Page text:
Glendale News Press
Helping the disabled in Armenia
Nearly $10,000 was raised during event for Pyunic, an organization that
promotes rights of disabled in Armenia.
By Robert Chacon, News-Press and Leader
GLENDALE — The Armenian earthquake of 1988 destroyed the use of
Greta Khndzrtsyan’s legs, but it did not destroy her desire to achieve.
The double amputee was two years old when the earthquake struck —
rescue workers found her in the arms of her deceased mother under
piles of rubble — and is one of the disabled athletes from Armenia
competing in the upcoming Los Angeles Marathon wheelchair race that
was honored Sunday at a luncheon fundraiser by Pyunic, an association
that promotes the rights of the disabled in Armenia.
Close to $10,000 was raised during the event at Brandview Collection
through ticket sales, donations and a silent auction. The money will
fund a variety of programs to help disabled people in Armenia.
“In Armenia, it’s not like in the U.S.,” Pyunic board member Lori
Sivazlian said. “The country does not have critical ways of assisting
them. Disabled babies in Armenia are usually placed in orphanages.”
Disabled-person access to things such as public transportation,
high-rise buildings, homes and sidewalks is virtually nonexistent,
she said, though her group is working to change that.
Pyunic was formed after the earthquake that killed 25,000 people,
and left hundreds of thousands homeless, injured or disabled. It
helps raise funds for equipments and advocacy work.
“Every time I see a person in a wheelchair enter a bus here in the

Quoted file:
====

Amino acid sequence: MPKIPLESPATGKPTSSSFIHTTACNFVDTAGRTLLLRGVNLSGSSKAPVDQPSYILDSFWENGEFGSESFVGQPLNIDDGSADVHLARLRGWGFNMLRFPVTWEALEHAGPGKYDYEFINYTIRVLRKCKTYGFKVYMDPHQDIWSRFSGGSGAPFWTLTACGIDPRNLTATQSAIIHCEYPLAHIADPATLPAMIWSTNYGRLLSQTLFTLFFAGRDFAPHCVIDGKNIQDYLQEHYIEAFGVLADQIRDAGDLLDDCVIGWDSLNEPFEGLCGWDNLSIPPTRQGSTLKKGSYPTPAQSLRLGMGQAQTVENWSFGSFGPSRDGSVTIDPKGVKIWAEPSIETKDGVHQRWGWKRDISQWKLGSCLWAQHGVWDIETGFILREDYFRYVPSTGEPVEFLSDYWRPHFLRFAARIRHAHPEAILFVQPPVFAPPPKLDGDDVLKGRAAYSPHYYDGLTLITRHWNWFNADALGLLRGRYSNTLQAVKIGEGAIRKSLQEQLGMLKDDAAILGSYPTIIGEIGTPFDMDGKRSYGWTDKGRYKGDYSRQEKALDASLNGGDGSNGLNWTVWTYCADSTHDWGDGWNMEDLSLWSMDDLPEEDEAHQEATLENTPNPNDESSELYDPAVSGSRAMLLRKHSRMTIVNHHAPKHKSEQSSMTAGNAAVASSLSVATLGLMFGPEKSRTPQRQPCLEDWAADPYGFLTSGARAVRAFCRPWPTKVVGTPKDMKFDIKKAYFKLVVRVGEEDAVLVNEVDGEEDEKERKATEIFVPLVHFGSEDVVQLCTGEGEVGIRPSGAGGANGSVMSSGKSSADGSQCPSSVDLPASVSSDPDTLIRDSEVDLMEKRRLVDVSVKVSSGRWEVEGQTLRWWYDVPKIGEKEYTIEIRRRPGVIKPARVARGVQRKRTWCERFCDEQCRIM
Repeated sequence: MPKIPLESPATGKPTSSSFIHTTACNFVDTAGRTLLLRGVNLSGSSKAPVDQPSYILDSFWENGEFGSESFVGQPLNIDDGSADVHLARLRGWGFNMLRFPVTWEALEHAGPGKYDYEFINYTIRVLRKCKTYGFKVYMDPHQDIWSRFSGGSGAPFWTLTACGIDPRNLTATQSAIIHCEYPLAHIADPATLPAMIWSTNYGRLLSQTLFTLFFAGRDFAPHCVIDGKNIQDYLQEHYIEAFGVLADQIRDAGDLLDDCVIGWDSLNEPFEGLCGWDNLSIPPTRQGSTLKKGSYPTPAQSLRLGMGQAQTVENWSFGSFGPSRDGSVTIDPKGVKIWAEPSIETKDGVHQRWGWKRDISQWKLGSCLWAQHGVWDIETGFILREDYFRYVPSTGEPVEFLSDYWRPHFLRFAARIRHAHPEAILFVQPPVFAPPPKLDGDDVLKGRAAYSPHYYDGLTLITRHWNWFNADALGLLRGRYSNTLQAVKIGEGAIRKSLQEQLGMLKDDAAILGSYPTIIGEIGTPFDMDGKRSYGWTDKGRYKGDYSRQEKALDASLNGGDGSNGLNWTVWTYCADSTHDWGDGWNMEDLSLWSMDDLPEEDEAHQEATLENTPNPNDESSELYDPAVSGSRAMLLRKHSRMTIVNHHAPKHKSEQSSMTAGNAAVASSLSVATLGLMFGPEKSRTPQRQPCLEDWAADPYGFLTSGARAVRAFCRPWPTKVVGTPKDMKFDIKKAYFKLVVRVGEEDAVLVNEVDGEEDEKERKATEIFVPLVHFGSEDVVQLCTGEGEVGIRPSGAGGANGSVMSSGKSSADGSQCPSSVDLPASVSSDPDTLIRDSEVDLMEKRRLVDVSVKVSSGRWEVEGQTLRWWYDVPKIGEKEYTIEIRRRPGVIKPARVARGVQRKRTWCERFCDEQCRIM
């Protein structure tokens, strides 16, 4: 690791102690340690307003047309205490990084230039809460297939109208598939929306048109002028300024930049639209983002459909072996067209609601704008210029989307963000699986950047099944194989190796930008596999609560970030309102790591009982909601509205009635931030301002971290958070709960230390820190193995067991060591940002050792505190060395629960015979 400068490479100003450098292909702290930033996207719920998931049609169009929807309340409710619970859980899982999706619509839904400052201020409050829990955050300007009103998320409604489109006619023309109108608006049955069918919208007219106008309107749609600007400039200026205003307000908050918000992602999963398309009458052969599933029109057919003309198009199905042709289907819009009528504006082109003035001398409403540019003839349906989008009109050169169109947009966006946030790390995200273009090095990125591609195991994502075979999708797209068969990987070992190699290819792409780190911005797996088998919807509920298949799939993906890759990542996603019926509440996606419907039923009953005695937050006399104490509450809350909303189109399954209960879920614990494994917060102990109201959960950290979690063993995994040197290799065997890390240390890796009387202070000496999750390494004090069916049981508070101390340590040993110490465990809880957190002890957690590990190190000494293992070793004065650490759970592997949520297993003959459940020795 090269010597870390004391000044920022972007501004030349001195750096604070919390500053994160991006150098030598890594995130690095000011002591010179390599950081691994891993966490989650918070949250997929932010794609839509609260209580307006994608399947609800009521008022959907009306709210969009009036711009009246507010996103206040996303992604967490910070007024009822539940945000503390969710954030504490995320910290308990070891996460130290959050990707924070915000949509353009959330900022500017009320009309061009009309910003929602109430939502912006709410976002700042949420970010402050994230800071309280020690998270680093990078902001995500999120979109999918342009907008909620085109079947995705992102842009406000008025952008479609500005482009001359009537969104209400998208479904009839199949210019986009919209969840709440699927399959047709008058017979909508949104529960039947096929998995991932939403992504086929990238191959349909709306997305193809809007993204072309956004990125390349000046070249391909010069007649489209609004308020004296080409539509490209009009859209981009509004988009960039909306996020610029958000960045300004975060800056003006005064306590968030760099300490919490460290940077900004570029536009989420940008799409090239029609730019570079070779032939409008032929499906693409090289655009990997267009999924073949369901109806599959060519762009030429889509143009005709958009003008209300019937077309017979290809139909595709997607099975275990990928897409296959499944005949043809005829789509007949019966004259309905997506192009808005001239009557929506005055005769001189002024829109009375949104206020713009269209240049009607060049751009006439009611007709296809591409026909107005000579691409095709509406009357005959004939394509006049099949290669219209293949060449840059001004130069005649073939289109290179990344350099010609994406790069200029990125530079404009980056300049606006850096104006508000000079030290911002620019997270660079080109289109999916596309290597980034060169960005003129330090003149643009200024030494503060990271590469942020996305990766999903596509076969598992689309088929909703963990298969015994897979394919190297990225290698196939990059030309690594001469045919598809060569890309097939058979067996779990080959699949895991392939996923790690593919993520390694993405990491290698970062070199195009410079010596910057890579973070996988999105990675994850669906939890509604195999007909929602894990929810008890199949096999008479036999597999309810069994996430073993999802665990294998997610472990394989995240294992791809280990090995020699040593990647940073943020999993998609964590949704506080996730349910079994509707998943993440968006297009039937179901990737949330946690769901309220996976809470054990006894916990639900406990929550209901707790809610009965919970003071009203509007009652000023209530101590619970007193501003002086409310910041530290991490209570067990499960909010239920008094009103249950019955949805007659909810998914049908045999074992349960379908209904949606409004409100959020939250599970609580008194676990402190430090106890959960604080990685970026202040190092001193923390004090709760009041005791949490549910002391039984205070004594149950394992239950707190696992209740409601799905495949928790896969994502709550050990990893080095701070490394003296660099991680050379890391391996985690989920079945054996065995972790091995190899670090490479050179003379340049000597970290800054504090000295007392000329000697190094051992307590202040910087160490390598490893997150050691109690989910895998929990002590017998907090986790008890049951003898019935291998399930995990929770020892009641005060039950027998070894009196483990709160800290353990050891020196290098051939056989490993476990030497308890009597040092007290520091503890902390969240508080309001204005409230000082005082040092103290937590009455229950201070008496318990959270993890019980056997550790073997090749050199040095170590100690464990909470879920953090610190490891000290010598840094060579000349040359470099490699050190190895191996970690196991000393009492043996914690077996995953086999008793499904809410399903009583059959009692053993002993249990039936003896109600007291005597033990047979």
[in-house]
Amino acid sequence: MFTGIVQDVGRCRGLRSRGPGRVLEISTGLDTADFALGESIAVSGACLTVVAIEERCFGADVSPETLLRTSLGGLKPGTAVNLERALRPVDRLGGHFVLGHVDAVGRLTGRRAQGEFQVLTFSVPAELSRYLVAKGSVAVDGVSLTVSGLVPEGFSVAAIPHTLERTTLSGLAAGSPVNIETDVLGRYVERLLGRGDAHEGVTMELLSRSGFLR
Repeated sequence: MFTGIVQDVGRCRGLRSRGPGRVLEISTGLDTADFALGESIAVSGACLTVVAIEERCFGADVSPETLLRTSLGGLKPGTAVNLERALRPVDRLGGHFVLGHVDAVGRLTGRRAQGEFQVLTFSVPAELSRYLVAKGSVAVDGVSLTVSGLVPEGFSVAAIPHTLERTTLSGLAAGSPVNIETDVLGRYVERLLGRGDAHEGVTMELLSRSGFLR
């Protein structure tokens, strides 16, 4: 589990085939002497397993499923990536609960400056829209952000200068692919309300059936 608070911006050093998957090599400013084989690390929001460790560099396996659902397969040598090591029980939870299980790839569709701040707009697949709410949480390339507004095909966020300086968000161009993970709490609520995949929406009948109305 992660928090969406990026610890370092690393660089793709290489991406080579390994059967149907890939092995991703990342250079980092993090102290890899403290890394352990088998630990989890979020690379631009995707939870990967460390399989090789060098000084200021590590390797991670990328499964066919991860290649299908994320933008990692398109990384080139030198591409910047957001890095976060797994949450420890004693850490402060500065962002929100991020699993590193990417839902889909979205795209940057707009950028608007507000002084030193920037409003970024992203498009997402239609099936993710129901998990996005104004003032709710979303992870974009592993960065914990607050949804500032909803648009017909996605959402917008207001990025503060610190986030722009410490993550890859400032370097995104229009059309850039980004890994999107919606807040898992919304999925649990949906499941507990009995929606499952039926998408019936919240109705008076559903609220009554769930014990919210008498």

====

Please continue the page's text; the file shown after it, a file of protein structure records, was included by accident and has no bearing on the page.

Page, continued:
U.S., it reminds me of what we want to achieve,” Pyunic President
Sarkis Ghazarian said.
There are 130,000 disabled people in Armenia, Ghazarian said, adding
that the country is years behind in assistance for disabled people.
For Khndzrtsyan, representing Armenia in the Los Angeles Marathon on
March 6 is a source of pride, she said. This is the second time she
has traveled from Armenia to compete in the marathon.
“The last time, my arms and hands were all bloody from the competition,
but I still completed the race,” she said about the race two years ago.
Marine Hakobyan also made the trip from Armenia and is competing for
the first time in the wheelchair race. She was left paralyzed from
the waste down after the earthquake.
“I have never done this, but I have trained enough and feel good,”
Some of the roughly 200 people who attended the luncheon walked away
with paintings, jewelry, rugs and arts and crafts made in Armenia.
“I came her to support Pyunic in their efforts,” said Glendale
resident Angele Eskandari, who acquired a silver necklace during the
auction. “People are not as aware in Armenia about disabled issues
as they are here in the U.S.”
From: Emil Lazarian | Ararat NewsPress